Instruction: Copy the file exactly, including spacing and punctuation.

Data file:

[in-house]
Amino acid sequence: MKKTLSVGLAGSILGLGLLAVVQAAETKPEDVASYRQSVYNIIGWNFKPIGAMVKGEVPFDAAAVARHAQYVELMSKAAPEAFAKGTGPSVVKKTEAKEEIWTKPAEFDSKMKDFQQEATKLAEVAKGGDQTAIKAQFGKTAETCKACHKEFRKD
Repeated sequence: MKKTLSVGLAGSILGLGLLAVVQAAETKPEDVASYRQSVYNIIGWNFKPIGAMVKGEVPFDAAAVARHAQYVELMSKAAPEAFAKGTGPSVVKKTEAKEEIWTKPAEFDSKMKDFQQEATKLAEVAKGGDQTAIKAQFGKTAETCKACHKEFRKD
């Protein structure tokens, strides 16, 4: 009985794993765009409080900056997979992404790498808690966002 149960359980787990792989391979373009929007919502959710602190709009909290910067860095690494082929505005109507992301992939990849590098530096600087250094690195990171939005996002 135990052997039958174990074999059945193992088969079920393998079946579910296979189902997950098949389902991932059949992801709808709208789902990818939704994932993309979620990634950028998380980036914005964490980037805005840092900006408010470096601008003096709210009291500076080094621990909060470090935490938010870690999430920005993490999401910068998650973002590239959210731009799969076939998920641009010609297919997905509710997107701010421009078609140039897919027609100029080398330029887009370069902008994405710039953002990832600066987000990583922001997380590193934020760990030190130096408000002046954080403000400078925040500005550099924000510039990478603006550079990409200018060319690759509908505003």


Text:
[in-house]
Amino acid sequence: MKKTLSVGLAGSILGLGLLAVVQAAETKPEDVASYRQSVYNIIGWNFKPIGAMVKGEVPFDAAAVARHAQYVELMSKAAPEAFAKGTGPSVVKKTEAKEEIWTKPAEFDSKMKDFQQEATKLAEVAKGGDQTAIKAQFGKTAETCKACHKEFRKD
Repeated sequence: MKKTLSVGLAGSILGLGLLAVVQAAETKPEDVASYRQSVYNIIGWNFKPIGAMVKGEVPFDAAAVARHAQYVELMSKAAPEAFAKGTGPSVVKKTEAKEEIWTKPAEFDSKMKDFQQEATKLAEVAKGGDQTAIKAQFGKTAETCKACHKEFRKD
């Protein structure tokens, strides 16, 4: 009985794993765009409080900056997979992404790498808690966002 149960359980787990792989391979373009929007919502959710602190709009909290910067860095690494082929505005109507992301992939990849590098530096600087250094690195990171939005996002 135990052997039958174990074999059945193992088969079920393998079946579910296979189902997950098949389902991932059949992801709808709208789902990818939704994932993309979620990634950028998380980036914005964490980037805005840092900006408010470096601008003096709210009291500076080094621990909060470090935490938010870690999430920005993490999401910068998650973002590239959210731009799969076939998920641009010609297919997905509710997107701010421009078609140039897919027609100029080398330029887009370069902008994405710039953002990832600066987000990583922001997380590193934020760990030190130096408000002046954080403000400078925040500005550099924000510039990478603006550079990409200018060319690759509908505003």